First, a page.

Tia Ilori, Visa

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Helping grow a new specialty field — such as data security — can sometimes help one's resume stand out among a crowd.

Early in her career, Tia Ilori knew she liked working in new fraud areas that were still undeveloped, yet could better answer why data breaches occurred, how to better defend against them and their impacts on payment fraud. However, the biggest career challenges of going into a new field is that unless you’re already an expert, it can be difficult to gain traction, and if the field is too narrow it may not have much of a future.

But that’s also where taking a gamble on a burgeoning opportunity can pay off in the long term

Read more: The Most Influential Women in Payments, 2020

“I began my payments career working in risk management," said Ilori, senior director of global fraud and breach investigations at Visa. "However, instinctively I wanted to better understand how fraud occurred and why banks constantly adjusted neural networks to combat risk. Due to my curiosity, a senior leader encouraged me to join a new team focused on data security. I was intimidated by the idea of a career change. Despite some hesitation and risk, I decided to pursue the opportunity anyways, and I ultimately became the head of data security responsible for payment compliance programs and client consultations across the globe.”

Ilori mentioned that her most memorable and constructive feedback that she had ever received was to avoid being the Jack-of-all-trades and master-of-none.

“I concentrated on high-profile projects that produced client value and personal growth," she said. "Delivering fewer but higher-caliber work [results] also served to sharpen my leadership skills, and taught me the art of being surgical in seeking initiatives that increased my visibility, regardless of its popularity.”

Tia Ilori, Senior Director of global fraud and breach investigations, Visa
Tia Ilori, Senior Director of global fraud and breach investigations, Visa

In developing a reputation for the quality of her work, Ilori has also gained significant praise in the financial services community for being able to decipher fraud trends for banks and card issuers.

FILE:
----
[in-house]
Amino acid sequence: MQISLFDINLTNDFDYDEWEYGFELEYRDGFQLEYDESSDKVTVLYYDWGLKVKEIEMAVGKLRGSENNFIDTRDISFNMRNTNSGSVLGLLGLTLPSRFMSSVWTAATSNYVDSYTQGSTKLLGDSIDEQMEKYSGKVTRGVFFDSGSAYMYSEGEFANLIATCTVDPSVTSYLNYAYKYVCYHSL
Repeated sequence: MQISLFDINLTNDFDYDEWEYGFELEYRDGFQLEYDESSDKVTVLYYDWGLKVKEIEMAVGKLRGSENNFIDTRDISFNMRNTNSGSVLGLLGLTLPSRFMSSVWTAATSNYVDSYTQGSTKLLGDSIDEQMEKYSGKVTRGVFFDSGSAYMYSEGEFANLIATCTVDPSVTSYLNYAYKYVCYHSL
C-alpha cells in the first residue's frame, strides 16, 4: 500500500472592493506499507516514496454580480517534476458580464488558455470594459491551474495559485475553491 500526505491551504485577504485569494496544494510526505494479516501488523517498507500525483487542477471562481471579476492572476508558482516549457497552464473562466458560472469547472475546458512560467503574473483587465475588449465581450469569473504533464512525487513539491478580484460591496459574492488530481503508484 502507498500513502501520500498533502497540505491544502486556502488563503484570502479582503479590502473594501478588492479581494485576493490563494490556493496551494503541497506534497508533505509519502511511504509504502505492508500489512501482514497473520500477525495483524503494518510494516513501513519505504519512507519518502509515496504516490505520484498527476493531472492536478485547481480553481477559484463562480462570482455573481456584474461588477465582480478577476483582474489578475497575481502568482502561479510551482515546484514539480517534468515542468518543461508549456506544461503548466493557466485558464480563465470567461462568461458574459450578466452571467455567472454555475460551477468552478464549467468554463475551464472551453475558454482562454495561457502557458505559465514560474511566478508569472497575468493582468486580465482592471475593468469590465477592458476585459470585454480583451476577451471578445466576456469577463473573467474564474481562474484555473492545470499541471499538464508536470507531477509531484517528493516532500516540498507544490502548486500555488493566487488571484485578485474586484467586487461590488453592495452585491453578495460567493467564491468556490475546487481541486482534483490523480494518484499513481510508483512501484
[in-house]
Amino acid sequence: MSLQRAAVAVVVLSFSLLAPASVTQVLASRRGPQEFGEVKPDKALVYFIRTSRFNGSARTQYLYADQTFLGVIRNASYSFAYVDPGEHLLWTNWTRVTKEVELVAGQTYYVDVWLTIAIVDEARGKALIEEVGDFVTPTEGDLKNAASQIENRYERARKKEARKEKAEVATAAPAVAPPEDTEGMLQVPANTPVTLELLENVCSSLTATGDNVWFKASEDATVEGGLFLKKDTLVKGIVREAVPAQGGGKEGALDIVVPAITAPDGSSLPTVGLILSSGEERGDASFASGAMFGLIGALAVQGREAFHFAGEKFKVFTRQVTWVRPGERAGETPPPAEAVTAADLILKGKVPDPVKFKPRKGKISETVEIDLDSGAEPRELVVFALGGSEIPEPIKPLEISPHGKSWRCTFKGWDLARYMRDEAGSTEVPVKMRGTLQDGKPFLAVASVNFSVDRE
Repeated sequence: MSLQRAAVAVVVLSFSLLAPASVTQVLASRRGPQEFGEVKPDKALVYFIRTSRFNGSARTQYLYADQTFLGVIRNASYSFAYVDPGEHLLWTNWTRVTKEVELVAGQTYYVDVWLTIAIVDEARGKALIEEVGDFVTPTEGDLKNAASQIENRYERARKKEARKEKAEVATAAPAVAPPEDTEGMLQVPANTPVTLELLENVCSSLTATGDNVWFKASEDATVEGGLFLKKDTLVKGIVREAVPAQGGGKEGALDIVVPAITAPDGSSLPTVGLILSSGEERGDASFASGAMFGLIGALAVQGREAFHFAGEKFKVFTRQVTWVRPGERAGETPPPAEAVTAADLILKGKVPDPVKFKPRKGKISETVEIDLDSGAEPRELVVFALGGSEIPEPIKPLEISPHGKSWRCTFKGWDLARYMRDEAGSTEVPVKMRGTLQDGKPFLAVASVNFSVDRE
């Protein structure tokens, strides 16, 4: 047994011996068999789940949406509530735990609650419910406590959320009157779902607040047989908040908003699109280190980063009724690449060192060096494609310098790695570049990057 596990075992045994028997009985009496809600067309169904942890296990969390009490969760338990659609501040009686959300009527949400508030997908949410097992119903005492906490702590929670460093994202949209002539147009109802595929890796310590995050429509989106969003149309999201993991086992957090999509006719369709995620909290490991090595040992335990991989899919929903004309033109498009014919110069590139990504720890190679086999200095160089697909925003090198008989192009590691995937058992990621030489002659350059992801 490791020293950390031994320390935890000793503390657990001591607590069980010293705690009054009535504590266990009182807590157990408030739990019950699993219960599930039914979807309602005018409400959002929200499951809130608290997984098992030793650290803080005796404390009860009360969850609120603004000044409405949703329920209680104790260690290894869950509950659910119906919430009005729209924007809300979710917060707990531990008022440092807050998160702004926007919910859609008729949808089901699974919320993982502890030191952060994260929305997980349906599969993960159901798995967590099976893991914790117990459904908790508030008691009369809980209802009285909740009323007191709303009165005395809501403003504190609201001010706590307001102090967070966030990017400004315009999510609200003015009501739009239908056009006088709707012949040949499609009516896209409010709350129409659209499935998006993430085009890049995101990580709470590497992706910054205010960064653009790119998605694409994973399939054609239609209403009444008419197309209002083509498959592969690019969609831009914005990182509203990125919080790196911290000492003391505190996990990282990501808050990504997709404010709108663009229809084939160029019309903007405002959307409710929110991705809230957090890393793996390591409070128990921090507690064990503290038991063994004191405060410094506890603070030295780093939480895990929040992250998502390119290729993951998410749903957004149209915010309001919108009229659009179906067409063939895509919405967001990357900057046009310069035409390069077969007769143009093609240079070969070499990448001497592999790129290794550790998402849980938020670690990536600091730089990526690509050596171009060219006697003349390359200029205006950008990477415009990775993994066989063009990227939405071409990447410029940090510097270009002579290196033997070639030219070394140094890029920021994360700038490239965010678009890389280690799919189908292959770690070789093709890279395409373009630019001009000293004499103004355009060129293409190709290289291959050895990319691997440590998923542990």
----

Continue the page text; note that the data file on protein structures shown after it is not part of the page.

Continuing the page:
In 2019, Ilori spoke at the Money 2020 conference in Las Vegas about how data breach targets are changing, and what fraudsters are doing to financially benefit from breaches. PaymentsSource met with Ilori at the conference to learn more about how this trend was creating a new industry threat.

“Five years ago, we saw a lot of breaches at merchants," Ilori said. "Now we are starting to see a resurgence of financial institution attacks, and a key method for these bad actors to monetize their work is to use an ATM cash-out theft."

In the future, Ilori sees the biggest changes in payments will be the significant growth in adoption of secure payment tokens and the updated EMV 3-D Secure specifications globally. She feels that enhanced security measures, such as payment tokens, will provide stronger and more dynamic protection compared to traditional passwords. Additionally, Ilori believes that payment tokens will also allow financial institutions and merchants to evolve and secure new ways to pay that are increasingly used as mobile and online shopping increase in volume.

One additional key to Ilori’s success is that she has cultivated a personal group of cheerleaders and motivators to help guide her as she drives her career success. “I also formed a group of trusted advisers comprised of sponsors who served as advocates and mentors who helped me hone my leadership style,” Ilori said.

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Women in Payments